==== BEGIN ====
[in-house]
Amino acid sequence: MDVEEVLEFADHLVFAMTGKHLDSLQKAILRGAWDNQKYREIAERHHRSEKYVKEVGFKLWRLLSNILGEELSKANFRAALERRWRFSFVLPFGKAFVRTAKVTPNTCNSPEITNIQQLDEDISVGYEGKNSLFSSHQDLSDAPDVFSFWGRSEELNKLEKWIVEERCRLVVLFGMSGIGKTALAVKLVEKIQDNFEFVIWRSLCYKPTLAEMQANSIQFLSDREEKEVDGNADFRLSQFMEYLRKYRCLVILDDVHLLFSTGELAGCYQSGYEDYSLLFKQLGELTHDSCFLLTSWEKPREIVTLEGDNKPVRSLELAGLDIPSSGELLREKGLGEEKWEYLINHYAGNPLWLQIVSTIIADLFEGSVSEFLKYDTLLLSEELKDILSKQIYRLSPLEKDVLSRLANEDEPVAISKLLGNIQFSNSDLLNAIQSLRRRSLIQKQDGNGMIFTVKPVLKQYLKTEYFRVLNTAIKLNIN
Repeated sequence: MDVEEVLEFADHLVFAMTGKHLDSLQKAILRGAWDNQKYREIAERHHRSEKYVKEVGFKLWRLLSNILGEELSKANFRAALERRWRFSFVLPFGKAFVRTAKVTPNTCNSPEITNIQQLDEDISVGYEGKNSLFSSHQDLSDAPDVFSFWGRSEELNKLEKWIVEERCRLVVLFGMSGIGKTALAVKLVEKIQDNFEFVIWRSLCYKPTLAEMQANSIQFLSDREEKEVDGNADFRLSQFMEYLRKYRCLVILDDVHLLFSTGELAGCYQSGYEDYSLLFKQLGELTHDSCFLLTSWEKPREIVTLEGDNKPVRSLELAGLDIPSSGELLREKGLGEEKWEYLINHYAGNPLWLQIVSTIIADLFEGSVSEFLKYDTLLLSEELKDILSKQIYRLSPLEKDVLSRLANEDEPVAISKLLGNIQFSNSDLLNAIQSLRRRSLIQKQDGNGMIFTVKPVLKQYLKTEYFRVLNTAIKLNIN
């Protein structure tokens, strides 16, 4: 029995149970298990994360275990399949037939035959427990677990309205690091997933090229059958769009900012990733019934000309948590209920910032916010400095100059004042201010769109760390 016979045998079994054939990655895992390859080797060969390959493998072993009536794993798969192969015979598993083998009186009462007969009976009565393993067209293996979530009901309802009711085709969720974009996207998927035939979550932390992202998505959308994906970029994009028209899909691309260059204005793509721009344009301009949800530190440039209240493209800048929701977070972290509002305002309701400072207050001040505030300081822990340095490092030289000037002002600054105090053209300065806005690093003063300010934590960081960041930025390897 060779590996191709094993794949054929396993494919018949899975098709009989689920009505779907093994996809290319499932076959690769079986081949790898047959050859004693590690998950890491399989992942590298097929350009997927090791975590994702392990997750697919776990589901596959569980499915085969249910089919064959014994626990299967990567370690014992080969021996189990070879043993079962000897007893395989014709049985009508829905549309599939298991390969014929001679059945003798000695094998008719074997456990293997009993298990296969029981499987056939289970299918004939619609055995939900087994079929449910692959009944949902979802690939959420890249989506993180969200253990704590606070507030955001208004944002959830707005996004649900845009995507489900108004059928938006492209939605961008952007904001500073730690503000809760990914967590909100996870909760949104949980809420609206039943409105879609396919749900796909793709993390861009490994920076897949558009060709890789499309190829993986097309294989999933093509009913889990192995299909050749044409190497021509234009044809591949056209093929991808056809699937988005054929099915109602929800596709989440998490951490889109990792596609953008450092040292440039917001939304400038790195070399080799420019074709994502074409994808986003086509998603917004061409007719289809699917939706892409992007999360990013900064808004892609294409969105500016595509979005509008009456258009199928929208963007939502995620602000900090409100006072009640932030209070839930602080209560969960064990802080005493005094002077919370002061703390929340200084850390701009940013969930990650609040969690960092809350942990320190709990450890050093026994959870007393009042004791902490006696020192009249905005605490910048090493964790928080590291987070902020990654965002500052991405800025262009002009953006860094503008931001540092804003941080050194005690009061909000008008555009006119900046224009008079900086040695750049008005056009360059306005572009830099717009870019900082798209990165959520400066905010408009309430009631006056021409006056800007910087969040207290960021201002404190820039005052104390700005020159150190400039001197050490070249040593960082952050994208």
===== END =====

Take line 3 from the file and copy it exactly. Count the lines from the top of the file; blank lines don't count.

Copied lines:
Repeated sequence: MDVEEVLEFADHLVFAMTGKHLDSLQKAILRGAWDNQKYREIAERHHRSEKYVKEVGFKLWRLLSNILGEELSKANFRAALERRWRFSFVLPFGKAFVRTAKVTPNTCNSPEITNIQQLDEDISVGYEGKNSLFSSHQDLSDAPDVFSFWGRSEELNKLEKWIVEERCRLVVLFGMSGIGKTALAVKLVEKIQDNFEFVIWRSLCYKPTLAEMQANSIQFLSDREEKEVDGNADFRLSQFMEYLRKYRCLVILDDVHLLFSTGELAGCYQSGYEDYSLLFKQLGELTHDSCFLLTSWEKPREIVTLEGDNKPVRSLELAGLDIPSSGELLREKGLGEEKWEYLINHYAGNPLWLQIVSTIIADLFEGSVSEFLKYDTLLLSEELKDILSKQIYRLSPLEKDVLSRLANEDEPVAISKLLGNIQFSNSDLLNAIQSLRRRSLIQKQDGNGMIFTVKPVLKQYLKTEYFRVLNTAIKLNIN